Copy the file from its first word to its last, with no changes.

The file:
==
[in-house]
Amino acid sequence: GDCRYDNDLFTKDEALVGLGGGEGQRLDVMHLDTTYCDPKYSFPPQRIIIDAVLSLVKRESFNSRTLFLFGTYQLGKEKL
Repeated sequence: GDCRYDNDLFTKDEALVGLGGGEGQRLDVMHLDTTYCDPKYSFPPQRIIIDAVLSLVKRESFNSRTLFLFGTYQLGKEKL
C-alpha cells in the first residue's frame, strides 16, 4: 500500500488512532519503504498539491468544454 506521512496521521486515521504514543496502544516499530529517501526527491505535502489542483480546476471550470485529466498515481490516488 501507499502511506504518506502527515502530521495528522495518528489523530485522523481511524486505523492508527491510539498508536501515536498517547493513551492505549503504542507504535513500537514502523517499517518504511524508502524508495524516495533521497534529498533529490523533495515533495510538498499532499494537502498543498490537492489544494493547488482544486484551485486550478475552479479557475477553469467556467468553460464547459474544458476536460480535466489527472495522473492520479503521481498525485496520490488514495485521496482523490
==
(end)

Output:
[in-house]
Amino acid sequence: GDCRYDNDLFTKDEALVGLGGGEGQRLDVMHLDTTYCDPKYSFPPQRIIIDAVLSLVKRESFNSRTLFLFGTYQLGKEKL
Repeated sequence: GDCRYDNDLFTKDEALVGLGGGEGQRLDVMHLDTTYCDPKYSFPPQRIIIDAVLSLVKRESFNSRTLFLFGTYQLGKEKL
C-alpha cells in the first residue's frame, strides 16, 4: 500500500488512532519503504498539491468544454 506521512496521521486515521504514543496502544516499530529517501526527491505535502489542483480546476471550470485529466498515481490516488 501507499502511506504518506502527515502530521495528522495518528489523530485522523481511524486505523492508527491510539498508536501515536498517547493513551492505549503504542507504535513500537514502523517499517518504511524508502524508495524516495533521497534529498533529490523533495515533495510538498499532499494537502498543498490537492489544494493547488482544486484551485486550478475552479479557475477553469467556467468553460464547459474544458476536460480535466489527472495522473492520479503521481498525485496520490488514495485521496482523490